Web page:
Vicki Reggie Kennedy said she felt "great joy" when House members passed the health care reform bill late Sunday night, and that it was a vote she knew her husband, the late Sen. Ted Kennedy would have loved to have seen.
"I think he would've been exhilarated. You know he was always a person about moving forward. You know, he would be thrilled and move forward," Kennedy said this morning on "Good Morning America."
She also said that he knew President Obama would be the one to make it happen.
"When he endorsed Barack Obama in 2008, it was a vision that he had that this day would come. He believed that he would be the president who would finally be the one to help to push through ... comprehensive health care reform and he was right," Kennedy said.
"I think on this one, he would take a little more time and celebrate it, I would have to say, because this one was a long time coming," she said.
The late Massachusetts Democratic senator spent more than 40 years in the Senate championing universal health care, serving as chairman of the Health, Education, Labor and Pensions Committee during periods when Democrats controlled the Senate from 1999 to 2009, when his health forced him to step aside. Kennedy died last August, after a battle against brain cancer.
Kennedy called universal health care reform the "cause of my life." Despite his failing health, he continued lobbying hard for health care reform, calling at the 2008 Democratic National Convention for Washington to "break the old gridlock and guarantee that every American -- north, south, east, west, young, old -- will have decent, quality health care as a fundamental right and not a privilege."
He wrote a letter to Obama in May, shortly before his death.
"What we face is above all a moral issue," the letter read. "At stake are not just the details of policy but fundamental principles of social justice.
"When I thought of all the years, all the battles and all the memories of my long, public life, I felt confident in the closing days that while I would not be there when it happens, you will be the president who at long last signs into law the health care reform that is the great unfinished business of our society," he wrote.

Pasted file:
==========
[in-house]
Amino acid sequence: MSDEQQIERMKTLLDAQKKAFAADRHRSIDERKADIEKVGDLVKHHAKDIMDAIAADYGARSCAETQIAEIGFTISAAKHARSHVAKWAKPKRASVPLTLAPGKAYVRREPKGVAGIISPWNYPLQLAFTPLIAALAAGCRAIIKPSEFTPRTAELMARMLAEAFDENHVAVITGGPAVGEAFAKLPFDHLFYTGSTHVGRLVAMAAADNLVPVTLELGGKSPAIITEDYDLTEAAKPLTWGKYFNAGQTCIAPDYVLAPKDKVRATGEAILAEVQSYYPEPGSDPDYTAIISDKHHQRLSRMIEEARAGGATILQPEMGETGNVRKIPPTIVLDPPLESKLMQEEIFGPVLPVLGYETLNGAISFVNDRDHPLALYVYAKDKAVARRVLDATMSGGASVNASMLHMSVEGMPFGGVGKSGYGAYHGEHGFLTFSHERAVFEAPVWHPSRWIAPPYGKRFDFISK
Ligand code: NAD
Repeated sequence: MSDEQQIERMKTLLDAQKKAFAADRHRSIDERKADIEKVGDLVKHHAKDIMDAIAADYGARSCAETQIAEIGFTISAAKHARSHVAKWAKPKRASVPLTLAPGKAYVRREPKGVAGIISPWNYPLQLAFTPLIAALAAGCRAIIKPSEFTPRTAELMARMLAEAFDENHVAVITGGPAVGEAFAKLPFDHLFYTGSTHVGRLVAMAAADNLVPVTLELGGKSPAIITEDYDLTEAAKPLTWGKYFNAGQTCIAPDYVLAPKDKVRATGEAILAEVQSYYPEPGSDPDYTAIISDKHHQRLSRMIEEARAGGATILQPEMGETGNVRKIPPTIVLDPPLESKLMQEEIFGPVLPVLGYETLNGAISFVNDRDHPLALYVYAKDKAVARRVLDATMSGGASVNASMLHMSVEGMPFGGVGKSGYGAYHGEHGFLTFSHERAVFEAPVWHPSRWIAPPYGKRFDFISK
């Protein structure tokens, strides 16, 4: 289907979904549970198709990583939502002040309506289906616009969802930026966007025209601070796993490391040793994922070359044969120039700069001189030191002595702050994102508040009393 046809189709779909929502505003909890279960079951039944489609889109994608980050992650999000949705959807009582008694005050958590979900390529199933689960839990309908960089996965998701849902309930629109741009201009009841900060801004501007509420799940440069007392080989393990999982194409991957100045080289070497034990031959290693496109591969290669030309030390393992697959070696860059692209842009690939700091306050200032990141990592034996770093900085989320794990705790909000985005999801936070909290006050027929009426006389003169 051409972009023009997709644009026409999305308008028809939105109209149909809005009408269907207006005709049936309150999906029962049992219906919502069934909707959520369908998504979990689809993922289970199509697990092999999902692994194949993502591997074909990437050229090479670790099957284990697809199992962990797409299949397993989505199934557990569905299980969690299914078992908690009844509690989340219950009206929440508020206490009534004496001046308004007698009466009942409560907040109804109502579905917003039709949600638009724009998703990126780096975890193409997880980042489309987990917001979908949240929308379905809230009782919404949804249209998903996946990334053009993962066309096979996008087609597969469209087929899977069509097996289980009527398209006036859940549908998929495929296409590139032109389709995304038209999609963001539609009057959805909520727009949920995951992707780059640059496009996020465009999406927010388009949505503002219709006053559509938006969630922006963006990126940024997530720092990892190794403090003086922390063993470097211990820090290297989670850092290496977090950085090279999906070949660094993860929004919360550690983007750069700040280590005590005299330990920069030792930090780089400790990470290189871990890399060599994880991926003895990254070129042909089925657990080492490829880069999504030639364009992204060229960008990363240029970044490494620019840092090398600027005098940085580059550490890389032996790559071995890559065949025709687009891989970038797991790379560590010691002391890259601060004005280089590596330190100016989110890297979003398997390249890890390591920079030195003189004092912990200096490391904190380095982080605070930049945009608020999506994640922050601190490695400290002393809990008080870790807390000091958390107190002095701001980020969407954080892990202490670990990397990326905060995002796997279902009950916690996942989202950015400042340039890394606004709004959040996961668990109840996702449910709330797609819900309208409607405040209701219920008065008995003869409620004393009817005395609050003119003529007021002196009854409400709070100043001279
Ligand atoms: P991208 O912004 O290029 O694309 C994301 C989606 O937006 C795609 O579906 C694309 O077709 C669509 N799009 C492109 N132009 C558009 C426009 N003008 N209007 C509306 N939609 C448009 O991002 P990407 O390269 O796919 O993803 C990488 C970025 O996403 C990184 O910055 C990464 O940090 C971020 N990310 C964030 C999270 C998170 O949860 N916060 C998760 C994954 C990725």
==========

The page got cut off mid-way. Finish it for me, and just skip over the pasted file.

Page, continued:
Kennedy said her husband wrote the letter because he knew that he was very sick.
"In the event that he were not here, he wanted to thank President Obama for his leadership and to basically just go on the record ... to say that he thought it was the moral issue of our time, really," Kennedy said.
"It wasn't about him," she said. "It was about going forward. It was about passing the torch to a new generation."
Minutes before the vote took place, House Speaker Nancy Pelosi closed her remarks by recalling the former Democratic Massachusetts senator's name.
"It wouldn't be possible to talk about health care without acknowledging the great leadership of Sen. Edward Kennedy, who made health care his life's work," Pelosi said.
On Monday after the vote, Arizona Republican Sen. John McCain said on ABC that he would have congratulated his friend Ted, despite not supporting the bill.
"We were good friends. We had different philosophical views as to the role of government in America," McCain said on "Good Morning America." "I congratulate him on his victory. I still think it's terribly wrong for America."
Kennedy was heralded by Democratic and Republican colleagues alike for his ability to bridge political divides. His name was often evoked by both sides during the current health care debate, as it descended further into partisan feuding.
While the bill passed the House 219-212 without a single Republican vote, Kennedy said her husband would still havel been happy, and that he expected the level of vitriol between both sides.
"I think he would be happy that we passed the legislation. I think he certainly would have tried, as did the Senate and as did the House, President Obama certainly made the outreach, he certainly would've tried to make this bipartisan," Kennedy said.
"He absolutely knew it was going to be difficult," she said. "He talked to me about the fact that the closer we got, people would start to get more at odds. Because change is a scary thing."
Kennedy said she was never worried that the cause of health care reform would falter, even after Republican Scott Brown won her husband's vacant seat as Massachusetts senator.
"I didn't, because I believed in this president. I believed in the speaker. I believed in the members of Congress and I believe in the American people," Kennedy said.